BWW REVIEW: The Australian Brandenburg Orchestra's THE HARPIST with Xavier de Maistre Is An Exquisite Night Of Exceptional Music
Saturday 5 May 2018, 7pm, City Recital Hall Sydney
The Australian Brandenburg Orchestra's (ABO) latest concert, THE HARPIST, pairs the wonderful orchestra with the amazing talents of the acclaimed harpist Xavier de Maistre. ABO Artistic Director and Conductor Paul Dyer's is well known for his fantastic 'finds' of wonderful musicians who are both masters of their field and appear to be delightful people and the French de Maistre is no exception delivering an evening of exceptional music to delight Australian audiences.
Dyer has programmed a diverse night of music that showcases the de Maistre on Harp and the 33 piece orchestra which includes Dyer on Harpsichord. As always, Dyer leads the orchestra with his unique passion and enthusiasm which is a delight to watch along with observing an equal immersion and connection to the music exhibited by the musicians. Demonstrating part of why de Maistre fits so well with the orchestra, the handsome Frenchman is equally expressive in his execution of the music as he caresses the gold inlaid light wood concert harp, on loan from the Opera Australia orchestra.
The evening commences with Wolfgang Amadeus Mozart's Symphony No. 20 in D Major, presented by the orchestra, led by Dyer. As with the original intent of the symphony to open a concert program, this selection is a delightful start to the night as the Allegro moves through bold chords, light passages and bold fanfare filled with emotion and expressive texture underpinned by the timpani. This makes way for the warmth of the flute solo in the Andante which has more considered statements and floating phrases that glide above the strings before returning to the bold conversation of delicate and powerful exchanges in the Menuetto and Trio, leading into the sprightly passionate frenzy of the final movement.
The second half of the first part of the program has de Maistre join the orchestra for Francois-Adrien Boieldieu's Harp Concerto in C Major. The orchestra opens the piece with powerful phrases balanced with languid lightness before de Maistre shows how delicate and detailed the harp can be with intricate passages that convey emotion, underpinned by the boldness of the orchestra. It is mesmerizing to watch de Maistre as he draws out a range of sounds from the instrument with a tenderness and precision of dancing fingers. His technique is incredible and his engagement and connection to the music is captivating. As the work moves from the Allegro Brillante it takes a darker mournful tone for the Andante Lento with the strings forming a moody, mysterious fog beneath the ethereal harp before a brighter Rhondo: Allegro Agitato which has a humorous and cheeky frivolity to the music which Dyer and de Maistre also acknowledge with shared amused smiles.
After the interval the orchestra returns with Carl Philipp Emanuel Bach's Symphony No 1 in D Major where the Allegro di molto shares the conversation of bold statements that are met with responses of passionate frenzied passages that are underpinned with the weight of the deeper instruments. The Largo features the viola, cello, double bass and flute floating over the languid but restrained piece before returning to a frenzied and suspense filled finish. The orchestra also presents Maurice Ravel's Pavane Pour Une Infante Defunte, a melancholy work that features the horns over the strings with the support of the woodwinds. The piece has a sweeping mournfulness as expected from a work who's title translates to Pavane for a deceased Spanish Princess but it makes way for a celebration and reflection on a young life of sorts with the lightness of the flute which dominates the latter part of the piece.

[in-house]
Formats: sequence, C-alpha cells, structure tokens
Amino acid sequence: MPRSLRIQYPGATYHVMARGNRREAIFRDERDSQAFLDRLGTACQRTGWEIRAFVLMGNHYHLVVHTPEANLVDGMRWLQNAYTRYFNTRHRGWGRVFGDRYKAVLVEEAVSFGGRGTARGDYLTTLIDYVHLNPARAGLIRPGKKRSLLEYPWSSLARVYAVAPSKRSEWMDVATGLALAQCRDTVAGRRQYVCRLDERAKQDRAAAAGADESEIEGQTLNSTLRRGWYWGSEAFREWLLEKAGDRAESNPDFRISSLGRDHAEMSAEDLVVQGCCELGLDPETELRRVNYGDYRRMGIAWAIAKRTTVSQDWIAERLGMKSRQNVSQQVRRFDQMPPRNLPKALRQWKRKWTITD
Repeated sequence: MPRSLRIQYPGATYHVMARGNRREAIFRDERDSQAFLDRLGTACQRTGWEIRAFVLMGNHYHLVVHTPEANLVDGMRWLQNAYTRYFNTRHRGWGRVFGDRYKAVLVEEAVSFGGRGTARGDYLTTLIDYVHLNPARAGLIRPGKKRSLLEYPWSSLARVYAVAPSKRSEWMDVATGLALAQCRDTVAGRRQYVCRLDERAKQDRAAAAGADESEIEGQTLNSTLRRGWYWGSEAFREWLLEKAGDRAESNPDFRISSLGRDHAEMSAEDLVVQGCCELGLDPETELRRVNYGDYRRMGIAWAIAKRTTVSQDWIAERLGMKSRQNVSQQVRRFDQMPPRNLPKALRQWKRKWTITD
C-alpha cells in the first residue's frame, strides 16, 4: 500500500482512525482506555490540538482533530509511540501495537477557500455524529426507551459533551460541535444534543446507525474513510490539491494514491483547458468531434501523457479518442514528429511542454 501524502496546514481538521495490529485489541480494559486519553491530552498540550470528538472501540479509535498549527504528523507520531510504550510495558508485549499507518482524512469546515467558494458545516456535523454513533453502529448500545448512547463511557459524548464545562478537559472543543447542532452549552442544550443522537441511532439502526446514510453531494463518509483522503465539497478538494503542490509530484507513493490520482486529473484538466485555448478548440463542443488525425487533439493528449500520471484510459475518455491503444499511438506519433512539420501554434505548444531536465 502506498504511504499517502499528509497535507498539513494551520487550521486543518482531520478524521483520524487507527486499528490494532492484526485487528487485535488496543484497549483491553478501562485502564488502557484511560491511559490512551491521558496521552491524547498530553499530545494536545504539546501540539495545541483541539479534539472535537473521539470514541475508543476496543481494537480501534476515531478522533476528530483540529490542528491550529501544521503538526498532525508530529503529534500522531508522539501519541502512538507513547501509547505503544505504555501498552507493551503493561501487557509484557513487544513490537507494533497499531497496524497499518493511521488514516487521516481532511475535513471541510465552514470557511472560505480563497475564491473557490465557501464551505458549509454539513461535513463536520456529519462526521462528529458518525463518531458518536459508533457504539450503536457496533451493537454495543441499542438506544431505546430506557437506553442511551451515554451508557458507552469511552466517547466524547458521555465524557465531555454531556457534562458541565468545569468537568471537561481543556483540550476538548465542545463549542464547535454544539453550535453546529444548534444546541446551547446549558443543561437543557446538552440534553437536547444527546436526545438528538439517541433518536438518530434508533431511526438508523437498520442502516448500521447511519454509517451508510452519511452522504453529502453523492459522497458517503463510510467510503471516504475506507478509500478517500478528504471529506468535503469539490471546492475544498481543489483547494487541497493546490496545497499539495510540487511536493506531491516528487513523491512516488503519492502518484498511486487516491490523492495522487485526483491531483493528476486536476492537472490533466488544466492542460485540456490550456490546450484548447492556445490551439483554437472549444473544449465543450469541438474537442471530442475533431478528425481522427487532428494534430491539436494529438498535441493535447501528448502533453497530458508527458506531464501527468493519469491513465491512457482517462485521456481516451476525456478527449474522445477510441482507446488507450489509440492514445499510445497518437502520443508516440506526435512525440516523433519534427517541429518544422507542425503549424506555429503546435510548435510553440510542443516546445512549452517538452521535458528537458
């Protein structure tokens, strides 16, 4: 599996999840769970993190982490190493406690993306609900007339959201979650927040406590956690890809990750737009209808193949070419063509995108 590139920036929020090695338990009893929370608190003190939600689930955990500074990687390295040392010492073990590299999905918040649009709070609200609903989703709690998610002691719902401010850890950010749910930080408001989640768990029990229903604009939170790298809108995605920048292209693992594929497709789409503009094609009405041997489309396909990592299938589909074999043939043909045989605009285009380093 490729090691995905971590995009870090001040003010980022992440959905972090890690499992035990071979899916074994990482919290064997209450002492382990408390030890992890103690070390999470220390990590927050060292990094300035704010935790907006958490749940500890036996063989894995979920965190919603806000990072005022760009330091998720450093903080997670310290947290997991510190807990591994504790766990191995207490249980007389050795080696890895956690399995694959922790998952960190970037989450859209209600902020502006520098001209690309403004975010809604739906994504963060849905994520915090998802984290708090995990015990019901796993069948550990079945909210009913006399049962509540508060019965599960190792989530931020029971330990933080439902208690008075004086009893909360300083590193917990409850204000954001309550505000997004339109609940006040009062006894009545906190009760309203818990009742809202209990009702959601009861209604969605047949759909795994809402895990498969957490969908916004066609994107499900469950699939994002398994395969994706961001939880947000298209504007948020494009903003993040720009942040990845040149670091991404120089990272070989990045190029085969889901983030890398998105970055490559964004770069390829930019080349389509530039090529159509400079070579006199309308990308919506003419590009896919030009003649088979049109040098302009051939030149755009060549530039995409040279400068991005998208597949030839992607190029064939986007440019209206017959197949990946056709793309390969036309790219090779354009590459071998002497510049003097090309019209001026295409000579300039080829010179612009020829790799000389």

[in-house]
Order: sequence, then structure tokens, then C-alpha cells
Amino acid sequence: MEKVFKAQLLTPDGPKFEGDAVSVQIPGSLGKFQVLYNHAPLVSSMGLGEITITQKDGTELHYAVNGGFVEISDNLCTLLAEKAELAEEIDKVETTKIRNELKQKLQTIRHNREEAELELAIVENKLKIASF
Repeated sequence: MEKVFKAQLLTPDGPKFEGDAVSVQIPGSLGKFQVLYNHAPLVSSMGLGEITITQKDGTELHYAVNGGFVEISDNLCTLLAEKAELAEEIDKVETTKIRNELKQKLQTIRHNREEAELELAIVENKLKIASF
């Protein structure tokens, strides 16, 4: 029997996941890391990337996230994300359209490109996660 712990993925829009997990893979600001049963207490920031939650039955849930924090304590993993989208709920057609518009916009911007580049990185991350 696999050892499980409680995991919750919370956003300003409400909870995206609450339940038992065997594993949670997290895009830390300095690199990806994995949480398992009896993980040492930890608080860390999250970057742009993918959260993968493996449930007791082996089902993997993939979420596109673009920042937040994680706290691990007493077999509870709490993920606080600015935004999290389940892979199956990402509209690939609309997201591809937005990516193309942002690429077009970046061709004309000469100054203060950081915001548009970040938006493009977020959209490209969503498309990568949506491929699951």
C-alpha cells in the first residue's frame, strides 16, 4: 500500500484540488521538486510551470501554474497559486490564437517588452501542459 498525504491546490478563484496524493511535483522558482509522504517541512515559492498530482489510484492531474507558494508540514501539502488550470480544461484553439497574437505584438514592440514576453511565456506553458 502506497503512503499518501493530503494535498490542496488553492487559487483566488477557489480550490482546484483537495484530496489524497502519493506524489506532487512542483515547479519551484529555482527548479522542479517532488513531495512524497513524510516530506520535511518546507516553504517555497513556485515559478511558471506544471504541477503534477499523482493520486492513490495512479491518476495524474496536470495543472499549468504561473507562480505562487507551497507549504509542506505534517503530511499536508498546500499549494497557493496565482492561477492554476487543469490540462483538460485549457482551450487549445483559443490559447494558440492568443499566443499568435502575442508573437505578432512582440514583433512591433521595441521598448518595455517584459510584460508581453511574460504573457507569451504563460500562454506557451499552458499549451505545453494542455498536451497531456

The final three works see de Maistre take the stage solo to present works from the 19th and 20th centuries starting with Manuel De Falla's Spanish Dance from La Vida Breve. The Spanish folk and gypsy inspiration is evident in the work which moves from light to a darker, more sinister tone allowing de Maistre to show that the Harp is not just lightness and sweetness. The Recuerdos de la Alhambra by Francisco Tarrega has a delicate floating lightness but it is de Maistre's expression of the punctuating low notes that resonate like stones on water that is hypnotic both acoustically and visually as it is impossible not to want to remain focused on de Maistre's fingers. The final programmed piece, Vltava (The Moldau) from Ma vlast by Bedrich Smetana is a warmer piece and the storytelling of the passage of the river is evident in the transitions from rumbling undertones of the water to expressing the folk themes of the Czeck countryside, the darkery mysterious forest and innocent whimsy of the mythical creatures returning to the slow awakening of the river with firm plucks of the strings and expressive flourishes.
As always, the Australian Brandenburg Orchestra delivers an enjoyable night of beautiful music and the inclusion of Xavier de Maistre takes the experience to another level as he showcases an instrument that remains relatively rare due to its size and complexity. It is easy to see why de Maistre is so successful and why Dyer chose to have him join the ABO for a three city tour. As well as being an amazing musician, he appears humble and generous, particularly as he treated the Saturday audience to a delightful encore. Whether you have a particular interest in Harp music or simply enjoy classical concerts, this is another must see performance from the ABO.
Sydney - 2018 - City Recital Hall
- Fri, 11 May, 7:00 PMF
Melbourne - 2018 - Melbourne Recital Centre
- Sun, 13 May, 5:00 PM
Brisbane - 2018- QPAC
- Tue, 15 May, 7:30 PM